I am usually of the sort who avoids politics in polite company. I’ve even made strenuous efforts to avoid it on Facebook, which is not easy these days. I know which side I favor, and I know that I have many dear friends who have contrary views. Usually I maintain the peace (again) by not bringing up the matter at all. Occasionally people learn of my leanings, and I’m surprised how often otherwise kind people have pinged me with accusations of being a Neanderthal or have even questioned my intelligence because of my viewpoints. And meanwhile I had some friends on my side who considered the others fluffheads or cult members for how they did things. What was it that caused people not just to celebrate what they do but denigrate what others do?
I am referring, of course, to the Mac vs. PC debate.
I have been a PC user for 20 years. I didn’t start out that way. My first experience with a personal computer was with an Apple II when I was in sixth grade (go ahead, do the math). From that point until I graduated college, the computers I used in school were Apple products. Of course I had an uncle who worked for IBM, so I started buying PCs for my home use. That proved useful when I started to work for Disney, and it was PCs all around (unless you worked in the Animation division–they all had Macs). So from 1992 on, I was a PC guy. I didn’t consider myself especially passionate about the machines, and would grouse like everyone else when I got a Blue Screen of Death, but I didn’t dislike PCs, either. Macs were just more expensive, I was poor for most of my 20s and 30s, so PCs won the day.
Sometime in the 2000s, I started encountering Mac evangelists. It wasn’t good enough, they told me, for me to admire Apple products. I had to admit that they were superior. That using a PC was the mark of an uninformed, uneducated, or even (yes, I heard this) brainwashed individual. Quite frankly, the Cult of Mac started to irritate me. When I got to the point where I figured I could afford a Mac for the home, I went with the PC, partly out of convenience (Mac/PC files, even for Microsoft products, don’t always play nicely together), and partly because the people who worshiped at the altar of Mac irritated me.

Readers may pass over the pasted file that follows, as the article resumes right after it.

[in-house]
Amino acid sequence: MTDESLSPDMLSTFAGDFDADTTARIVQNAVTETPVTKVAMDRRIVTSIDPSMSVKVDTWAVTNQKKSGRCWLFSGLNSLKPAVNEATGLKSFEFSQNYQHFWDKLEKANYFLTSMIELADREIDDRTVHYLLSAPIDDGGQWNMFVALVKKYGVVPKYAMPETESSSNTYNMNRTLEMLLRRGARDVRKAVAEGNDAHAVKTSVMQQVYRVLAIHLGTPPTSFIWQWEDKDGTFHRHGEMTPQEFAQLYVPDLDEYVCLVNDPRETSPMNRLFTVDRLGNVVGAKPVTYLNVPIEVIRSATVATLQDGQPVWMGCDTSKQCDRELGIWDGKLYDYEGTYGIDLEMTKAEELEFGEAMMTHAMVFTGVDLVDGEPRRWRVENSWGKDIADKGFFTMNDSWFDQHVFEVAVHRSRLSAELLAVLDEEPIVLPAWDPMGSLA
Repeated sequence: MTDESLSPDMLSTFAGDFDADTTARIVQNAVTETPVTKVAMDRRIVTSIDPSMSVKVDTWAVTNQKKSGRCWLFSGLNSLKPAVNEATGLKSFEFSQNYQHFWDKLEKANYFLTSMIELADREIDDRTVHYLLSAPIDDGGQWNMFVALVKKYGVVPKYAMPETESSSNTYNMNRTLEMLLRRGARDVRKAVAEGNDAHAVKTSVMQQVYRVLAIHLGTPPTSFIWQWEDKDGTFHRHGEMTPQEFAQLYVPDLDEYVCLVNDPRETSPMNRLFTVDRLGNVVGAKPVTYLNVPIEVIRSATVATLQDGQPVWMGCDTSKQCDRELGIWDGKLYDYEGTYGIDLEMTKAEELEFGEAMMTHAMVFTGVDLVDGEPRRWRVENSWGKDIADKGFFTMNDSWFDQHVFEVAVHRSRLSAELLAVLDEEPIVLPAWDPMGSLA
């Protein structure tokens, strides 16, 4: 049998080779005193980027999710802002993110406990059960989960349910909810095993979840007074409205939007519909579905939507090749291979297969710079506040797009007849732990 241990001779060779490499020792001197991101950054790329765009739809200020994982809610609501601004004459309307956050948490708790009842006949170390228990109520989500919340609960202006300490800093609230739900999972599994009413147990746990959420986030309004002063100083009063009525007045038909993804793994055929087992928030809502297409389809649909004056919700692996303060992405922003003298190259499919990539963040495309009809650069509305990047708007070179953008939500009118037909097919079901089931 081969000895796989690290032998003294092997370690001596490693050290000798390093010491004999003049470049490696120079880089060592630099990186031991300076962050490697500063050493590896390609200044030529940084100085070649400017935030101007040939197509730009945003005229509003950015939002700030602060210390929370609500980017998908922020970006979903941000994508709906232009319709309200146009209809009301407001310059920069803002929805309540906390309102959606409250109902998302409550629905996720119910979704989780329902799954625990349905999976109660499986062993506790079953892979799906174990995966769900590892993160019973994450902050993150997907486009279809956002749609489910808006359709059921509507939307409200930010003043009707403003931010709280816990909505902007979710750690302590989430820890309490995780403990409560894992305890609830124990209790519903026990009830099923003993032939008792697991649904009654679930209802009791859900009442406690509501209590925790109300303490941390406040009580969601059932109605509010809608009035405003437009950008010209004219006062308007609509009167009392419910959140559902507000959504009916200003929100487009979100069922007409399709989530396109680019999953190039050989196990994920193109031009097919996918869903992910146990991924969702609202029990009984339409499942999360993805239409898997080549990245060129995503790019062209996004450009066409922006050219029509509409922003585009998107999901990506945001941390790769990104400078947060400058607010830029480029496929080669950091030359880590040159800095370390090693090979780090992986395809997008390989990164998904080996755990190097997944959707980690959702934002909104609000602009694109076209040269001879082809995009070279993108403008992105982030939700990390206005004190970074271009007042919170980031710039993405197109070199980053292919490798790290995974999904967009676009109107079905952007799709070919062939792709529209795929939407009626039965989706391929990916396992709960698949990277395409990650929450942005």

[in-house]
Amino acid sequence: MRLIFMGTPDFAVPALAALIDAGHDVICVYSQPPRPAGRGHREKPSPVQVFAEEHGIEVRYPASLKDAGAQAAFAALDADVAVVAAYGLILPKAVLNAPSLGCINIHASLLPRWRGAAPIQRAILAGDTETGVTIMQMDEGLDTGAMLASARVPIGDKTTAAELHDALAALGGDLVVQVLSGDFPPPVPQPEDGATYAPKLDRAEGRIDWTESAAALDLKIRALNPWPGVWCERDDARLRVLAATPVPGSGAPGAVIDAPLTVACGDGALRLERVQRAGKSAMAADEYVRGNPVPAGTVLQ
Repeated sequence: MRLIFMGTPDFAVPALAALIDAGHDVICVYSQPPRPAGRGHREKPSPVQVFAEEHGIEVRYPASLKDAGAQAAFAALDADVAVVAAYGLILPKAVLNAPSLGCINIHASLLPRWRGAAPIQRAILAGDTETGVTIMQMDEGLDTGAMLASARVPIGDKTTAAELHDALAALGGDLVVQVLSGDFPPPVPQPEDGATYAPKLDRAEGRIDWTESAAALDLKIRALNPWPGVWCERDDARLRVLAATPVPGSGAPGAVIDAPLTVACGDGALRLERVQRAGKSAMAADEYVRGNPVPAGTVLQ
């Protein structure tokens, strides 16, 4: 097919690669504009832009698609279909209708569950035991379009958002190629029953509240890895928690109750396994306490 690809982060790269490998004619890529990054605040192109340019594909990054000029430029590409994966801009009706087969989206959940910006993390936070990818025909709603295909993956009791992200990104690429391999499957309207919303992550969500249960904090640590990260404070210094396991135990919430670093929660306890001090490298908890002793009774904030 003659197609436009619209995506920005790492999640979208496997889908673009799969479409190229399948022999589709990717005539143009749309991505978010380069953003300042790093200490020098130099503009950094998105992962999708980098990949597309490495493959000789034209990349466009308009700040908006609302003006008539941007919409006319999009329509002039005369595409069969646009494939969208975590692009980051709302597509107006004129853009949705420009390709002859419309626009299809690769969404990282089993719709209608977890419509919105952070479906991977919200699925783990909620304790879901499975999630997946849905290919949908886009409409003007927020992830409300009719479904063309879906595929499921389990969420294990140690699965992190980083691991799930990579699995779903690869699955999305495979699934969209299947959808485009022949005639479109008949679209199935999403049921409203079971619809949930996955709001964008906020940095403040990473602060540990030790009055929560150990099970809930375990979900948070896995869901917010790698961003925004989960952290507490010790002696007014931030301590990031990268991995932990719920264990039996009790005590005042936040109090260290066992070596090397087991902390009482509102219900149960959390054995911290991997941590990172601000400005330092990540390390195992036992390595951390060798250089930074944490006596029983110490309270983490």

(Hint: if you want people to buy your product, don’t irritate them by insulting your audience’s use of their current product. Quite frankly, some people will stick with what they have even if you have a better product just because you insulted them. You may apply this wisdom to other matters as you see fit.)
So imagine my surprise when I discovered that I was coming to work in an all-Mac operation. Zero Point Frontiers buys only Apple products because of their robustness and reliability. As my CEO puts it, “It’s just a better machine.” And most likely he’s correct. But stupid as it sounds, I spent my first two days glaring at the shiny new Power Book on my desk, arguing with its rather unique methods of moving things around the screen and its almost completely different keyboard commands. Fortunately, the QWERTY keys are still where they should be, but I’m missing things like Pg Up, Pg Down, Home, and End–keys that allow me, on my PC, to zoom across the screen like I know what I’m doing.
My biggest hangup with switching over is that I’m going to lose some keyboard velocity until I get used to the new commands. Again, my Mac-using friends are very supportive of the machine, telling me how “intuitive” it is. However, if you’ve been using the PC for 20 years, as I have, and have gotten to know its ins and outs even when new models come out, you realize that working on a new keyboard arrangement is not precisely “intuitive.” For example, the first time I saw a mouse, I had no idea what it was or how it worked. I picked it up, examined it, saw the roller ball on the bottom, and then made the connection between the ball and the cursor on the screen (it moved when I poked at it). However, did that mean I put it down on its little mat and started zooming around the screen? No. I was trying to move the cursor around by nudging the ball around with my fingers. It was a bit like Mr. Scott talking to the computer in Star Trek IV. I walked away, ashamed that I just didn’t get it. I had to wait and watch someone else use the mouse before I understood how it operated.
In any case, I’ll be taking a class or two (maybe even buying a book or two) to get acquainted with the Mac. It’s a necessity for the job, so I expect I learn it as quickly as I can. That doesn’t mean I’m giving up my PC at home. And even if I get used to it, I will certainly not make the mistake of insulting my former PC compadres. That’s just rude, you know?